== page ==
5. McKenzie says

    I remember reading at one point someone criticising treatments involved in transitioning by replacing man or woman with “horse”. It was supposed to be reducto ad absurdum, the reader was supposed to go “that’s ridiculous!” but I found myself thinking “yeah, that sounds reasonable, if someone truly identifies as a horse, they’re currently feeling terrible because they’re not living as a horse and they would be happier if they began living as a horse I’m pretty sure we should let them live as a horse.”

    • McKenzie says

      except I thought it in a way that on a second read through doesn’t come across as condescending to the nth degree

    • says

      Sounds like that writer was an ass.

      But yes, if there actually are any people who feel very, very strongly that they can’t be happy unless they become a horse, then I’d be astonished (not least for the reasons Natalie mentions) but I’d have to at least consider the possibility that they’re right. They know more about their own feelings than I know about their feelings.

      Not that my opinion ought to matter to this hypothetical person anyway.

      • McKenzie says

        Incidentally I think the entire point that the writer was making was that they weren’t an ass at all, but were human 😉

  6. busterggi says

    I’ve always figured the whole neurobiological explaination is the only one that makes sense. When you get to the bottom line the most important sexual organ is the brain, everything else isbells & whistles.

  7. Anders says

    So… I guess this means the ball is back where it always ends up. In your court. If you want cis people to get an inkling of what trans experience is, you’re the ones who have to do it. It might be good for strategic reasons if nothing else.

    But not all of you.

    I read on twitter a month ago a woman who claimed all trans people were trans from birth. If that’s the case then we’re in a world of shit. Because we cis people don’t know where we’re going and trans people don’t know where we’re coming from. But if that’s not the case, then you need people who have been both.

    If that’s a priority.

    So, yeah. Something like that.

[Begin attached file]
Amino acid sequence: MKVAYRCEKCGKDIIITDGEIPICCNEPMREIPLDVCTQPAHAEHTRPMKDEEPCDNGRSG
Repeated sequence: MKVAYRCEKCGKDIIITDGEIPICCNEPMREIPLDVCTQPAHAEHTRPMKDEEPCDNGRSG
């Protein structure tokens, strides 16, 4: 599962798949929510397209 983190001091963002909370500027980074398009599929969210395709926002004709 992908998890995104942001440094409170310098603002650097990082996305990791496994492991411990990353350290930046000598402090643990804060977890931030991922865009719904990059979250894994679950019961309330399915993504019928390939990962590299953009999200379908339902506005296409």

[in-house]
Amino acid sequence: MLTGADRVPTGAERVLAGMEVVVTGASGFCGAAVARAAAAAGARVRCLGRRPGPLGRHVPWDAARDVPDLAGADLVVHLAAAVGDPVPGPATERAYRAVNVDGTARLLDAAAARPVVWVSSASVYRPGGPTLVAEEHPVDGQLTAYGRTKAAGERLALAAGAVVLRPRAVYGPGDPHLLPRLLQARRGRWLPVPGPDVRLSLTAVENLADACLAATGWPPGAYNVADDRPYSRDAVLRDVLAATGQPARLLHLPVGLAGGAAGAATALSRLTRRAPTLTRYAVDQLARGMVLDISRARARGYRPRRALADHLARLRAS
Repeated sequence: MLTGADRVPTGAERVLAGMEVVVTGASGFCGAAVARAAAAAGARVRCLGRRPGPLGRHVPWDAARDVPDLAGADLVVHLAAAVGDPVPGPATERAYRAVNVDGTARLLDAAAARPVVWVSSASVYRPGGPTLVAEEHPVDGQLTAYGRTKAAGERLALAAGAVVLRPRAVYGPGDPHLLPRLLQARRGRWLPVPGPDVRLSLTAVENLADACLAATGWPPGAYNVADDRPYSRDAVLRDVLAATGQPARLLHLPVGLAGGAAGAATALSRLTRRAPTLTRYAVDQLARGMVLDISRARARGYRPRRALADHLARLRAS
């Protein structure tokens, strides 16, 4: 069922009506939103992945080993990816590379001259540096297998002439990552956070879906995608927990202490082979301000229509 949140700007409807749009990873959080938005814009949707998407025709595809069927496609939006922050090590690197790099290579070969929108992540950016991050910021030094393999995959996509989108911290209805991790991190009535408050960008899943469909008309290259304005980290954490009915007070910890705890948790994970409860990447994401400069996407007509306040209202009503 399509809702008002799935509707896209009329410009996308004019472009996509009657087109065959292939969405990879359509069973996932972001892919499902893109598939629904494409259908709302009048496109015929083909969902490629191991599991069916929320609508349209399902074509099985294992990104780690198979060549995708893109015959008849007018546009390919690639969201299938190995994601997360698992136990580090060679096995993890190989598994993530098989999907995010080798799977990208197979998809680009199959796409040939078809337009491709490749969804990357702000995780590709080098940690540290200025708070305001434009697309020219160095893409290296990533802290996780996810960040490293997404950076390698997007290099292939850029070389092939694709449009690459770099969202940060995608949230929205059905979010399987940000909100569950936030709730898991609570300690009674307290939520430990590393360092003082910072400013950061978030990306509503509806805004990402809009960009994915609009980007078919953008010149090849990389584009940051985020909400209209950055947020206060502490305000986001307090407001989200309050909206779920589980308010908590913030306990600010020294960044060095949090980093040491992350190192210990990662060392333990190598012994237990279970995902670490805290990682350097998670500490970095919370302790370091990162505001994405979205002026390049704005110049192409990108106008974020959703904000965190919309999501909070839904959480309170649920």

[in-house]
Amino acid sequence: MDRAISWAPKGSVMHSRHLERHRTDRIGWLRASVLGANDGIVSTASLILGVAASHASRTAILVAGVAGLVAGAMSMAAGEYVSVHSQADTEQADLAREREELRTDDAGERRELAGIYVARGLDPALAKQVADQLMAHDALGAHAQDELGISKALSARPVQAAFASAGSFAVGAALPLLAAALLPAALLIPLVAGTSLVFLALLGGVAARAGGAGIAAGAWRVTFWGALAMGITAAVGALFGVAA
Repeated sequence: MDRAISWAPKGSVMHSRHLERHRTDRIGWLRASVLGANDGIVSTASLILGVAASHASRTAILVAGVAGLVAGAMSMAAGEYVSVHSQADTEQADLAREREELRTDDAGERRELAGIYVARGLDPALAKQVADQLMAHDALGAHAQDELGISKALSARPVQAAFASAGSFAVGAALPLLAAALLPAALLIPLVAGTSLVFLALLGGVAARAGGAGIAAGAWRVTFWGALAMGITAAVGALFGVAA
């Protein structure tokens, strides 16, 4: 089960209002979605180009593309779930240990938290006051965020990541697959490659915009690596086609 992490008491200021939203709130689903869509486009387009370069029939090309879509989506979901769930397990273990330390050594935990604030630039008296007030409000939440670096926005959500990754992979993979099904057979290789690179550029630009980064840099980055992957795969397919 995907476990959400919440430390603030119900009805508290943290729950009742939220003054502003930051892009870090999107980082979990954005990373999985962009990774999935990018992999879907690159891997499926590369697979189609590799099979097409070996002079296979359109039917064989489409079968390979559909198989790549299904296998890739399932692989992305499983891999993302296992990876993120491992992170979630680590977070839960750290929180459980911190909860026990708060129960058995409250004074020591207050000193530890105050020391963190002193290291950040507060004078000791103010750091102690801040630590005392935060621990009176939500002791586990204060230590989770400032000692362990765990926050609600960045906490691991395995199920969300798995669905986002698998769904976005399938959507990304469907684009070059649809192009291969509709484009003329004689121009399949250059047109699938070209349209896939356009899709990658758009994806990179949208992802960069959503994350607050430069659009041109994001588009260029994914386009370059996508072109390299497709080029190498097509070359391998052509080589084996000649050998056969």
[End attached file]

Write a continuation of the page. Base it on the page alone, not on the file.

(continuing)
• says

      I don’t see why it’s necessary to have “been” of a particular identity yourself in order to understand and accept people of that identity. As a cis person I will never have the kind of understanding of what it means to be trans* as a trans* person does, but that doesn’t mean I can’t do my best to learn and understand as best I can. That’s just basic human empathy – we should be able to exercise that toward anyone. As a woman I don’t ever expect a cis man to fully understand everything about being a woman, but I still expect them to examine their own privilege and try to understand.

  8. Emily Somers says

    I appreciated this one, because there’s been a great deal of consternation within the transgender community as to how certain tropes have become the explicative norm, and how individuals who wish to discredit us can manipulate those tropes in order to mock, ridicule, or somehow ‘undo’ us.

    The “horse” argument is a primary example. Or, to think of one RadFem blog I’m familiar with — the author routinely changes her ‘species’ identity in order to, supposedly, parody a trans person’s deeply held sense that he or she is not the gender identity assigned at birth. “What if I believe, deep inside, I’m a horse? And I want to get plastic surgery to give me a mane?” (Go for it, My Little Pony). “I am a Panda. I demand your address me with monochromatic pronouns.” If they’re feeling particularly frisky, they’ll cite examples like Catwoman — Julie Newmar apparently seeking procedures to develop cat-like physical attributes in order to make more ‘congruent’ her inner identification and outer appearance. People of this thinking love to ridicule terms like congruency, identification, and transition . . . since they consider such premises to be either false consciousness or cute psychological term to excuse politically bad behaviour.

    The horse argument has been used in other contexts, of course. With the arrival of same-sex marriage, the conservative right began sounding the wailing siren — but what if someone wants to marry a horse? Likewise, the anti-trans version of the horse argument follows the same premise: create a fallacious analogy by magnifying a hypothetical extreme and apply this measure to what which one wishes to devalue. It’s a ‘slippery slope’ argument employed by those who pander to the worst of fearmongering and shrill paranoia.

    The “born in the wrong body” metaphor (one which I still use and find somewhat agreeable to my experience — especially when a red hot laser is blasting away at my face) does have an honoured tradition in trans discourse. Jan Morris’ prescient /Conundrum/ in fact makes it the central metaphor for describing her difficulties. I think it was especially important to the first wave of gender transitioners who — as Natalie argues — needed some kind of discursive framework for explaining their situation and rationalising — perhaps for themselves as well as for the Cis Land — what exactly they are *experiencing* (not just ‘feeling’, as people dismissively will say.)

    I do get why this trope has become tediously reductionistic. I can see how genderqueer people find it annoying — since one could argue there are no wrong bodies, just wrong attitudes towards those bodies. And, true, “I feel like a woman inside” is the kind of phrase that gender theorists can mock, since it seems naively essentialistic and, well, just kind of namby-pamby.